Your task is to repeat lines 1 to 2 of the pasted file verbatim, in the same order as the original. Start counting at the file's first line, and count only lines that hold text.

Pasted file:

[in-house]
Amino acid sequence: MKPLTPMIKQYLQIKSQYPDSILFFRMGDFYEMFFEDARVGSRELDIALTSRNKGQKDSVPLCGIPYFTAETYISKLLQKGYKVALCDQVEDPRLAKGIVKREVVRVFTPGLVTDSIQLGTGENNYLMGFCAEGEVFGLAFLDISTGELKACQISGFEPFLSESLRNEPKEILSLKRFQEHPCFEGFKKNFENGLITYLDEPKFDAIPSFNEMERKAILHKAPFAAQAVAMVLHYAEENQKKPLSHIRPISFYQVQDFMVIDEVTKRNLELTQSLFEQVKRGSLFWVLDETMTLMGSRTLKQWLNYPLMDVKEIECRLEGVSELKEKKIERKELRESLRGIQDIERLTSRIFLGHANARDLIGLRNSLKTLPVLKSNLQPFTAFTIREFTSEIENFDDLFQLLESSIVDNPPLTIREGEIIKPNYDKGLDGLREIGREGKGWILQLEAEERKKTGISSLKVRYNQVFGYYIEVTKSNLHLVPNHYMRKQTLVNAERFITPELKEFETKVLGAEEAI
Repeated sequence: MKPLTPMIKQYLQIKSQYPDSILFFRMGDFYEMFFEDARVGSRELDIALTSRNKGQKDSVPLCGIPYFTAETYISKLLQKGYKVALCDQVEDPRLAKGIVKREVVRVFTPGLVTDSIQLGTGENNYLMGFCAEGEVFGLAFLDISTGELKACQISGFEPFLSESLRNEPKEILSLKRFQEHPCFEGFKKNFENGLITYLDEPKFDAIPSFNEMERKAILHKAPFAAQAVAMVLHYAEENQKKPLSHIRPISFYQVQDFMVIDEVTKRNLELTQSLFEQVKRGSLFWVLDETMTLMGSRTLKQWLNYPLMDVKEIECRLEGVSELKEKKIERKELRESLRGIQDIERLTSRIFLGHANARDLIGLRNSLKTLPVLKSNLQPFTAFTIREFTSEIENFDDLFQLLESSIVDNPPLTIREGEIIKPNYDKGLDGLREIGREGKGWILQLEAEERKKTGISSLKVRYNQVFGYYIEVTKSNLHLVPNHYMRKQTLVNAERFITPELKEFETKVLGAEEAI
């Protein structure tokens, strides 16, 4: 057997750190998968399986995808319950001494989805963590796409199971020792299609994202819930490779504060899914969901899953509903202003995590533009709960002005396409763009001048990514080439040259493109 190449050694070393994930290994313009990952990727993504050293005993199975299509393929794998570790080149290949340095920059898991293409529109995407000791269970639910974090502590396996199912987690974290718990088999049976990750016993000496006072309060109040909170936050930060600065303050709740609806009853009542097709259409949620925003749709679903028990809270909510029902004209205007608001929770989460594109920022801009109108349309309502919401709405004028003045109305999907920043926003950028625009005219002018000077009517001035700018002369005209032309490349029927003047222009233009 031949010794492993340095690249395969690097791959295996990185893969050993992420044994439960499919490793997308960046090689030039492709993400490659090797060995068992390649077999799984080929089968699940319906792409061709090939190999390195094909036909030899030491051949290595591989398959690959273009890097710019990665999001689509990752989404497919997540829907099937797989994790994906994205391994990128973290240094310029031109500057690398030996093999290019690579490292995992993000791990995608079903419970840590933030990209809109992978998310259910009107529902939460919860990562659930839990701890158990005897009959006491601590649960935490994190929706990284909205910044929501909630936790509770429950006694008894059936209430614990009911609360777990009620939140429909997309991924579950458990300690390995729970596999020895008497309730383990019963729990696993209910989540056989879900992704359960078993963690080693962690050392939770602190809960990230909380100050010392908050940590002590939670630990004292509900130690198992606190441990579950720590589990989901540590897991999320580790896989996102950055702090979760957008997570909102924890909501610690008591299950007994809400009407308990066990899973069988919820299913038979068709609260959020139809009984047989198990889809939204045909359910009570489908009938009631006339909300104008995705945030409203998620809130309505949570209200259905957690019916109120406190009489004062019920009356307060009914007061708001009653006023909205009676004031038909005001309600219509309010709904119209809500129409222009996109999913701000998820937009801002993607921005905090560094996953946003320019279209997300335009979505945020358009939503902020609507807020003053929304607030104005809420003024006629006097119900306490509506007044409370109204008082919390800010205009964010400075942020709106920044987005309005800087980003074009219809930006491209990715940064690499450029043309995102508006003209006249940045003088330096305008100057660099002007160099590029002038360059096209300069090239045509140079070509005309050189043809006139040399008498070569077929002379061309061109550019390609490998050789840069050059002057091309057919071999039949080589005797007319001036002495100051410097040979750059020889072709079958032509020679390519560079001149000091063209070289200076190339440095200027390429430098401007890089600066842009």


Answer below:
[in-house]
Amino acid sequence: MKPLTPMIKQYLQIKSQYPDSILFFRMGDFYEMFFEDARVGSRELDIALTSRNKGQKDSVPLCGIPYFTAETYISKLLQKGYKVALCDQVEDPRLAKGIVKREVVRVFTPGLVTDSIQLGTGENNYLMGFCAEGEVFGLAFLDISTGELKACQISGFEPFLSESLRNEPKEILSLKRFQEHPCFEGFKKNFENGLITYLDEPKFDAIPSFNEMERKAILHKAPFAAQAVAMVLHYAEENQKKPLSHIRPISFYQVQDFMVIDEVTKRNLELTQSLFEQVKRGSLFWVLDETMTLMGSRTLKQWLNYPLMDVKEIECRLEGVSELKEKKIERKELRESLRGIQDIERLTSRIFLGHANARDLIGLRNSLKTLPVLKSNLQPFTAFTIREFTSEIENFDDLFQLLESSIVDNPPLTIREGEIIKPNYDKGLDGLREIGREGKGWILQLEAEERKKTGISSLKVRYNQVFGYYIEVTKSNLHLVPNHYMRKQTLVNAERFITPELKEFETKVLGAEEAI